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Perhaps different for urban authorities, but the LA here (mostly rural) has shitloads of land it keeps trying to sell and develop (typically rebutted by nimbys). If they even sell a fraction of it I guess their pensions are sorted.

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Because the S151 officer wasn't doing their jobs. The only reason they're there is to make sure stupid decisions like that don't get taken.

yup.

'Predatory capitalism' (is there any other type!?) gets the blame. The mongs who infest local government, exonerated.

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Sorry to burst your bubble, but many bright students with a STEM-degree indeed end up in the financial sector and typically the brighter ones. And frankly I can't blame them seeing the huge gap in salaries that exists.

btw) and this includes people having completed PhDs.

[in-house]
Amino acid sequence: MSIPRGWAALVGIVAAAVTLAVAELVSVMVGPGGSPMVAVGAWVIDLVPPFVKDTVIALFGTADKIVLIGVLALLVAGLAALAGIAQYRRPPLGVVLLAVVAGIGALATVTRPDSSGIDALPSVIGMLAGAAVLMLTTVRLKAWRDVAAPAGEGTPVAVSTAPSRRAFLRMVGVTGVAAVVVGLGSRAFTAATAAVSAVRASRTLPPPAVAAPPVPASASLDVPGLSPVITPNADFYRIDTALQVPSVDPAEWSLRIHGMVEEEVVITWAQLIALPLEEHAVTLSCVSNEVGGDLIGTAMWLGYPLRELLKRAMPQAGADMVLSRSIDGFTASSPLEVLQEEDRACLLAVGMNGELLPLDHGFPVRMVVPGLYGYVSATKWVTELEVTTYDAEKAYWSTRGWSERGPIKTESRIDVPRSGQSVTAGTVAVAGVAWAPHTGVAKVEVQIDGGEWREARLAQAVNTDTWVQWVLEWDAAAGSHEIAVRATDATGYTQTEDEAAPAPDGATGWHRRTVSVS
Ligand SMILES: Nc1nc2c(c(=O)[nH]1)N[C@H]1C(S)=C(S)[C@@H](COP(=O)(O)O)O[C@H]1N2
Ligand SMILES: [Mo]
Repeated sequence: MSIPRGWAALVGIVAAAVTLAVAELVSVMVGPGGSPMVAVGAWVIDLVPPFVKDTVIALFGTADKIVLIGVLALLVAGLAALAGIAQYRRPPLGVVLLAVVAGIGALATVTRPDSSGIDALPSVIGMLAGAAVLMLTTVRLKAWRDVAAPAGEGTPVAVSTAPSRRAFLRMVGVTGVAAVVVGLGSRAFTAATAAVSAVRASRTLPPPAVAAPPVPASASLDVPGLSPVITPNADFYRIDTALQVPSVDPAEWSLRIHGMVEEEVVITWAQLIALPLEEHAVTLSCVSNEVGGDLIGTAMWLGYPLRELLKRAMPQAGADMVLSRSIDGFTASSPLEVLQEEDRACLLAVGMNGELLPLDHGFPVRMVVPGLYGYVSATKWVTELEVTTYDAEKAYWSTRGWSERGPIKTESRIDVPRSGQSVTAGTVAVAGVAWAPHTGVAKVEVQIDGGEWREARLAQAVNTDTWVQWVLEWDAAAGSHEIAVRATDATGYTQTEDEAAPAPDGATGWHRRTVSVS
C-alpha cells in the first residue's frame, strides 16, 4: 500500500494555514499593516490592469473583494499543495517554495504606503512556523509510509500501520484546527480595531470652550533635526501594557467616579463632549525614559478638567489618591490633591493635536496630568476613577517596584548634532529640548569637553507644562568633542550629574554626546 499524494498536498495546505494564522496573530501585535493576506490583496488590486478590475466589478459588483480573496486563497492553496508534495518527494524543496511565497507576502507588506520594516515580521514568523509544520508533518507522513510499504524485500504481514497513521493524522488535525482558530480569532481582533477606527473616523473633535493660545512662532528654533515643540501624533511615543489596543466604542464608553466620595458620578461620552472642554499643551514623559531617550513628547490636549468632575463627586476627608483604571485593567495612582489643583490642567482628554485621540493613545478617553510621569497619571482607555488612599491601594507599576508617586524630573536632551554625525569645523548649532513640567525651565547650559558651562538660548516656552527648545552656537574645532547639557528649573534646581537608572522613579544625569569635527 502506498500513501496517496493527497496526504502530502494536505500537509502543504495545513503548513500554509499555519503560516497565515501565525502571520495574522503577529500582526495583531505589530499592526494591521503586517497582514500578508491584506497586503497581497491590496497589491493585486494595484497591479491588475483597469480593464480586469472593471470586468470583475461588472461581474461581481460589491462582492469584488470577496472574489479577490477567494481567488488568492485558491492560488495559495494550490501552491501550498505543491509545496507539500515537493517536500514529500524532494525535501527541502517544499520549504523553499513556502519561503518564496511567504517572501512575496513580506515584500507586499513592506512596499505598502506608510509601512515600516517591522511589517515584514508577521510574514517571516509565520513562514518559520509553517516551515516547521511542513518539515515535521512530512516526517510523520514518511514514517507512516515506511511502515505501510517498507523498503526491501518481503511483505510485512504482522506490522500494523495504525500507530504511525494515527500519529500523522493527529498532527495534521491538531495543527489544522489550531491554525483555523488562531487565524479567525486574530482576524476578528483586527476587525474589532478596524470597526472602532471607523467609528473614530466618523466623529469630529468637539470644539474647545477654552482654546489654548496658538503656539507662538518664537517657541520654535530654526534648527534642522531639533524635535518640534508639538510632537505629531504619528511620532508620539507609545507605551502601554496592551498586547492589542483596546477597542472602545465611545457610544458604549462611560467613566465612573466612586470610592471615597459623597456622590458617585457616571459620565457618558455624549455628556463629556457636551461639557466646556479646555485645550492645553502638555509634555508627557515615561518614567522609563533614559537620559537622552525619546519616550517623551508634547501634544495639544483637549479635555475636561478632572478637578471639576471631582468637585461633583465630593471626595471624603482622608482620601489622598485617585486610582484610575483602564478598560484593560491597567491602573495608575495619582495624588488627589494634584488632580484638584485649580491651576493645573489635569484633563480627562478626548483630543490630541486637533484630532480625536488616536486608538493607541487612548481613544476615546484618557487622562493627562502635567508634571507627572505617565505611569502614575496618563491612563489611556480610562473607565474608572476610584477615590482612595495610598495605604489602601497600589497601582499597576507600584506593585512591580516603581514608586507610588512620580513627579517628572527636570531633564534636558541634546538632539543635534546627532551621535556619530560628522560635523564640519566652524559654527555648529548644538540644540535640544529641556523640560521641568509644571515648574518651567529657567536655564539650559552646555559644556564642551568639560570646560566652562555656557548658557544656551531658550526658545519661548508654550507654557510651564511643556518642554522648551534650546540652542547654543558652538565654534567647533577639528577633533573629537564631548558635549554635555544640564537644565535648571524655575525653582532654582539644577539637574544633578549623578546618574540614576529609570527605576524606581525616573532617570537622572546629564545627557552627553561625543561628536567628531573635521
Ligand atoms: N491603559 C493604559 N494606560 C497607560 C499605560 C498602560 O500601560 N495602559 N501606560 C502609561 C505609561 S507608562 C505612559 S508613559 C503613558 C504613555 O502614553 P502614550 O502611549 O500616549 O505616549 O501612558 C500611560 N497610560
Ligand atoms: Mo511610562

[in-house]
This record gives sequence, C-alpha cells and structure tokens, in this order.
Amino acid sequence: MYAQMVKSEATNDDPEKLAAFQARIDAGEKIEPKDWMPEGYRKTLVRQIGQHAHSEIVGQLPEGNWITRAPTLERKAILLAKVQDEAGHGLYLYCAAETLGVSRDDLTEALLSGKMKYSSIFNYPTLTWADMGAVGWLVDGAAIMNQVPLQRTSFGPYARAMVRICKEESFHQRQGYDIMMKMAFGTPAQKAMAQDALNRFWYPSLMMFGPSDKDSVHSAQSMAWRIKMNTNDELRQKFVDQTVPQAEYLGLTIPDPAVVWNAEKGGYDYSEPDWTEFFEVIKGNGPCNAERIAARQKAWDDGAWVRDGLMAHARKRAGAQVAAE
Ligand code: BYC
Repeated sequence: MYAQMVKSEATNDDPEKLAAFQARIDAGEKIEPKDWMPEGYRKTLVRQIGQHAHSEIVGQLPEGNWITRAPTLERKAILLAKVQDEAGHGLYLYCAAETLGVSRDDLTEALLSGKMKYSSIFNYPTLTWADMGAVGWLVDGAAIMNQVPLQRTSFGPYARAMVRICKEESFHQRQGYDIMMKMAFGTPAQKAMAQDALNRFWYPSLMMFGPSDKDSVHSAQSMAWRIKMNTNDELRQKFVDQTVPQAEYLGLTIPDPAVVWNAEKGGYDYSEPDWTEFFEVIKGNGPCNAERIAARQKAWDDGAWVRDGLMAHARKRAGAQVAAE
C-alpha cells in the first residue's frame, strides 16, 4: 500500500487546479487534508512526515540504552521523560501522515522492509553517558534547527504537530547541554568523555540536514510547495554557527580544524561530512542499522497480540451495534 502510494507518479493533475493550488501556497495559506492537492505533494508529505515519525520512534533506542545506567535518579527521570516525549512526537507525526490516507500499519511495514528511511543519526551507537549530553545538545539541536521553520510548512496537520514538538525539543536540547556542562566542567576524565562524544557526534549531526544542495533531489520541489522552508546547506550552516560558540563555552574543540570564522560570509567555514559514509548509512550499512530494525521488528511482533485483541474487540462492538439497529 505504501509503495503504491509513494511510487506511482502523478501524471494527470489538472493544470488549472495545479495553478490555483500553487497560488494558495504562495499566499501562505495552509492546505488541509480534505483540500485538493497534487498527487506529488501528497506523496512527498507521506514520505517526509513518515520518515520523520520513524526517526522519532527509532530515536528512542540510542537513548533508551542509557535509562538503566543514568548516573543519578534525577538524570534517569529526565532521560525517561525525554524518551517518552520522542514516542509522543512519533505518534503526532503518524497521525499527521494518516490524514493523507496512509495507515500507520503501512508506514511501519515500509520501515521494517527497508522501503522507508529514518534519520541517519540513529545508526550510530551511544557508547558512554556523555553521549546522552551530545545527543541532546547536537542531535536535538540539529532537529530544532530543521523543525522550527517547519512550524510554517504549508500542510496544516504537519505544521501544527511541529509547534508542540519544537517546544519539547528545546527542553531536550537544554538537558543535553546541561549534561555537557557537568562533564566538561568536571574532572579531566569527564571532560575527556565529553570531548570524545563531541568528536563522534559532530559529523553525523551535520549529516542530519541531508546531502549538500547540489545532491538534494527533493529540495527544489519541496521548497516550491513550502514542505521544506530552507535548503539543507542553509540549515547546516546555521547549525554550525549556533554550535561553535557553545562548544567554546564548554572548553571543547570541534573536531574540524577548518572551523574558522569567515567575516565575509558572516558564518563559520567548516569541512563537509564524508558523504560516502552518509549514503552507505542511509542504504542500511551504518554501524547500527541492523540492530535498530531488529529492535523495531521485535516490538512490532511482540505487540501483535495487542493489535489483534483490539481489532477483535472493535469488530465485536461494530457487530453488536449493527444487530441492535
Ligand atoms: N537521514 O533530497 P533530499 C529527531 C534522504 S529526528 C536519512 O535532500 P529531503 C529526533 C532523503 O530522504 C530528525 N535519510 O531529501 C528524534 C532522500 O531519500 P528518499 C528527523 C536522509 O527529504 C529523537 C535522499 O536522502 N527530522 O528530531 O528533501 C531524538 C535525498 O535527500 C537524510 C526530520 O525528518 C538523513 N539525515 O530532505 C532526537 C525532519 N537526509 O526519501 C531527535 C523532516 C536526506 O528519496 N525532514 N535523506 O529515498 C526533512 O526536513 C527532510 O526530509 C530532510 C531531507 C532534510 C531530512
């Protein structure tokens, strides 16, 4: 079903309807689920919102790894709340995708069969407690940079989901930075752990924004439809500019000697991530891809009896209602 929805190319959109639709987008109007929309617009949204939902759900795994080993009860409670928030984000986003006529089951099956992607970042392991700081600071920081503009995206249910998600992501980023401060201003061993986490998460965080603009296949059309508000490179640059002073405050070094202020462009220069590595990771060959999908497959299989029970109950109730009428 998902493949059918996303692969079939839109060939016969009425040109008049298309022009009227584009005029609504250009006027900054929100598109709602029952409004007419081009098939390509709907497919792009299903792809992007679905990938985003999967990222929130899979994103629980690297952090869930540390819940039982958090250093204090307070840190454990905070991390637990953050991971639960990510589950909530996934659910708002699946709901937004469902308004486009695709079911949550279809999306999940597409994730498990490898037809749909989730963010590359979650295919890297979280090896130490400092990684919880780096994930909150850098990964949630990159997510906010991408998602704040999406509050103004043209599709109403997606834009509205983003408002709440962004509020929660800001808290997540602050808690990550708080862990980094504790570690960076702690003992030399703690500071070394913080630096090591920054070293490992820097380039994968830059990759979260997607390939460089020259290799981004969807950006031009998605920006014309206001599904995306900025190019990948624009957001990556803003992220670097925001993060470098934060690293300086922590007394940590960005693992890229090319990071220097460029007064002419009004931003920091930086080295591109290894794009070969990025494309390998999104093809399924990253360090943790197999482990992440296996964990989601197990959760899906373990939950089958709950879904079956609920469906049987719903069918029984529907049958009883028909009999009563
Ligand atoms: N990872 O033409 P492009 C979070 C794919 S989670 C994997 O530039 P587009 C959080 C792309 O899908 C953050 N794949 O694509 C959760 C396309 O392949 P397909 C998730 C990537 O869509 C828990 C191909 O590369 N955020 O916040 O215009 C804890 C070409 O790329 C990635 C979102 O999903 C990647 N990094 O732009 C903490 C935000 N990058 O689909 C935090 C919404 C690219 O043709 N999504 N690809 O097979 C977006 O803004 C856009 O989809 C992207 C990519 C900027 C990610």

I guess I fall into this category.

It'd be a better world if the financial incentives were there to do something more productive with my engineering training. My brother and I both graduated with a top 1st in engineering from a top university. He works as a civil engineer and earns ~40k a year in London and I 'earnt' >10x that last year writing trading algos. Personally I think it's ridiculous but it's just the way it is. Having taught maths for 4 years I'm hoping to get back to that at some stage as the only reason I'm doing this is to be able to afford a family home in a nice part of town...

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Agreed regarding brightest. Best is up for debate.

you dont need to be bright to make a financial decision where the result is either up, or down.

Einstein couldnt see into the future, and neither can slug.

What you have to be bright at in finance, is ways to dress up the up v down result in some fancy name, a glossy 50 page explanation with a short precis at the beginning, and which pen you pass the mark when they need to sign...

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Councils are not financially astute. It;s the "other people's money" problem. A load of them lost some of our coucil tax in Icelandic banks. :blink:

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I guess I fall into this category.